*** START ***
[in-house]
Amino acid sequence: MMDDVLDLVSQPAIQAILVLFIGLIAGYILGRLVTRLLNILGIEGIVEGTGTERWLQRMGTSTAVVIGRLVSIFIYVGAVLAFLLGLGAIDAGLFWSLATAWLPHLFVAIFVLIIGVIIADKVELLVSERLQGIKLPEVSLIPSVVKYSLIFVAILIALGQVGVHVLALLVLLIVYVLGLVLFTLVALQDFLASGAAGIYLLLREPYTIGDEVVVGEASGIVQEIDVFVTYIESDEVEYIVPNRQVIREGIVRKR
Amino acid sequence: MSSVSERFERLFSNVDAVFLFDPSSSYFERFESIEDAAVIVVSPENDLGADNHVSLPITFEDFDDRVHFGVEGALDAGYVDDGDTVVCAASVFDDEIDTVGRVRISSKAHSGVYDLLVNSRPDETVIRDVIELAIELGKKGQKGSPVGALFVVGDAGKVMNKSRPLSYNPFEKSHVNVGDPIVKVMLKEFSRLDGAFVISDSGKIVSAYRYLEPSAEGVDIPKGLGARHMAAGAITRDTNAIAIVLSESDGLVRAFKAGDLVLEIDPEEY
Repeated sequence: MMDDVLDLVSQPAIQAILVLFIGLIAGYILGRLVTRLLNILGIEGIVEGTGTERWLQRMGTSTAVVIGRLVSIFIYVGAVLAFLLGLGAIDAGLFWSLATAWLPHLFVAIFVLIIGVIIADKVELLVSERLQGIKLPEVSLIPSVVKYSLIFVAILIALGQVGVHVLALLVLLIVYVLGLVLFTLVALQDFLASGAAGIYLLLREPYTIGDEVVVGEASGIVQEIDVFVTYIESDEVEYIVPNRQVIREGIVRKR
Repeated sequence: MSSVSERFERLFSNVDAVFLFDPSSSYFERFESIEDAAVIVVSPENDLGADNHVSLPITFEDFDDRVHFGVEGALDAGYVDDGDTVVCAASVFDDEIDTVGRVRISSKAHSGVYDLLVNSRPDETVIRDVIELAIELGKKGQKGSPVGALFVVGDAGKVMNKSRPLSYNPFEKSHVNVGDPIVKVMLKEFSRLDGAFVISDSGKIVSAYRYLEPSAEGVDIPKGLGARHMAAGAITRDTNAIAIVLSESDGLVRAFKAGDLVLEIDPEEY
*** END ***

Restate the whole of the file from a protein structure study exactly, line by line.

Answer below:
[in-house]
Amino acid sequence: MMDDVLDLVSQPAIQAILVLFIGLIAGYILGRLVTRLLNILGIEGIVEGTGTERWLQRMGTSTAVVIGRLVSIFIYVGAVLAFLLGLGAIDAGLFWSLATAWLPHLFVAIFVLIIGVIIADKVELLVSERLQGIKLPEVSLIPSVVKYSLIFVAILIALGQVGVHVLALLVLLIVYVLGLVLFTLVALQDFLASGAAGIYLLLREPYTIGDEVVVGEASGIVQEIDVFVTYIESDEVEYIVPNRQVIREGIVRKR
Amino acid sequence: MSSVSERFERLFSNVDAVFLFDPSSSYFERFESIEDAAVIVVSPENDLGADNHVSLPITFEDFDDRVHFGVEGALDAGYVDDGDTVVCAASVFDDEIDTVGRVRISSKAHSGVYDLLVNSRPDETVIRDVIELAIELGKKGQKGSPVGALFVVGDAGKVMNKSRPLSYNPFEKSHVNVGDPIVKVMLKEFSRLDGAFVISDSGKIVSAYRYLEPSAEGVDIPKGLGARHMAAGAITRDTNAIAIVLSESDGLVRAFKAGDLVLEIDPEEY
Repeated sequence: MMDDVLDLVSQPAIQAILVLFIGLIAGYILGRLVTRLLNILGIEGIVEGTGTERWLQRMGTSTAVVIGRLVSIFIYVGAVLAFLLGLGAIDAGLFWSLATAWLPHLFVAIFVLIIGVIIADKVELLVSERLQGIKLPEVSLIPSVVKYSLIFVAILIALGQVGVHVLALLVLLIVYVLGLVLFTLVALQDFLASGAAGIYLLLREPYTIGDEVVVGEASGIVQEIDVFVTYIESDEVEYIVPNRQVIREGIVRKR
Repeated sequence: MSSVSERFERLFSNVDAVFLFDPSSSYFERFESIEDAAVIVVSPENDLGADNHVSLPITFEDFDDRVHFGVEGALDAGYVDDGDTVVCAASVFDDEIDTVGRVRISSKAHSGVYDLLVNSRPDETVIRDVIELAIELGKKGQKGSPVGALFVVGDAGKVMNKSRPLSYNPFEKSHVNVGDPIVKVMLKEFSRLDGAFVISDSGKIVSAYRYLEPSAEGVDIPKGLGARHMAAGAITRDTNAIAIVLSESDGLVRAFKAGDLVLEIDPEEY